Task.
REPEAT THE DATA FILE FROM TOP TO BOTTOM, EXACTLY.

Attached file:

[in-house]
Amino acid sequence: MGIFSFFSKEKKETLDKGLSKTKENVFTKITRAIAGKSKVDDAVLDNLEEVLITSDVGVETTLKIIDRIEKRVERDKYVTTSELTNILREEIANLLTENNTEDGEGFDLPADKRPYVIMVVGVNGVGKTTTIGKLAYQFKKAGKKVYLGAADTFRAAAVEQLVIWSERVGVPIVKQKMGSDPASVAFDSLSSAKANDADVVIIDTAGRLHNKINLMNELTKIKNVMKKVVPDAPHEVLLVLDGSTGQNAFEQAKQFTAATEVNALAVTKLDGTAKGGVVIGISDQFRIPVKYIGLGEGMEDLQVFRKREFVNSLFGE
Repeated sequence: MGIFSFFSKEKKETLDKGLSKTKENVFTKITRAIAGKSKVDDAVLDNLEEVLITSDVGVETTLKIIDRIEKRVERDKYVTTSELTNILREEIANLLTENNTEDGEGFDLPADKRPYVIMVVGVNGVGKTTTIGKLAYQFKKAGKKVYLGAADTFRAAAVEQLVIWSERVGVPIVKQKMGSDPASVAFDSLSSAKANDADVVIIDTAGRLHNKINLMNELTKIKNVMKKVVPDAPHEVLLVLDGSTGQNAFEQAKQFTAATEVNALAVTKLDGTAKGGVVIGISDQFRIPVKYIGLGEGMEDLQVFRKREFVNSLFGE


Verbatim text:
[in-house]
Amino acid sequence: MGIFSFFSKEKKETLDKGLSKTKENVFTKITRAIAGKSKVDDAVLDNLEEVLITSDVGVETTLKIIDRIEKRVERDKYVTTSELTNILREEIANLLTENNTEDGEGFDLPADKRPYVIMVVGVNGVGKTTTIGKLAYQFKKAGKKVYLGAADTFRAAAVEQLVIWSERVGVPIVKQKMGSDPASVAFDSLSSAKANDADVVIIDTAGRLHNKINLMNELTKIKNVMKKVVPDAPHEVLLVLDGSTGQNAFEQAKQFTAATEVNALAVTKLDGTAKGGVVIGISDQFRIPVKYIGLGEGMEDLQVFRKREFVNSLFGE
Repeated sequence: MGIFSFFSKEKKETLDKGLSKTKENVFTKITRAIAGKSKVDDAVLDNLEEVLITSDVGVETTLKIIDRIEKRVERDKYVTTSELTNILREEIANLLTENNTEDGEGFDLPADKRPYVIMVVGVNGVGKTTTIGKLAYQFKKAGKKVYLGAADTFRAAAVEQLVIWSERVGVPIVKQKMGSDPASVAFDSLSSAKANDADVVIIDTAGRLHNKINLMNELTKIKNVMKKVVPDAPHEVLLVLDGSTGQNAFEQAKQFTAATEVNALAVTKLDGTAKGGVVIGISDQFRIPVKYIGLGEGMEDLQVFRKREFVNSLFGE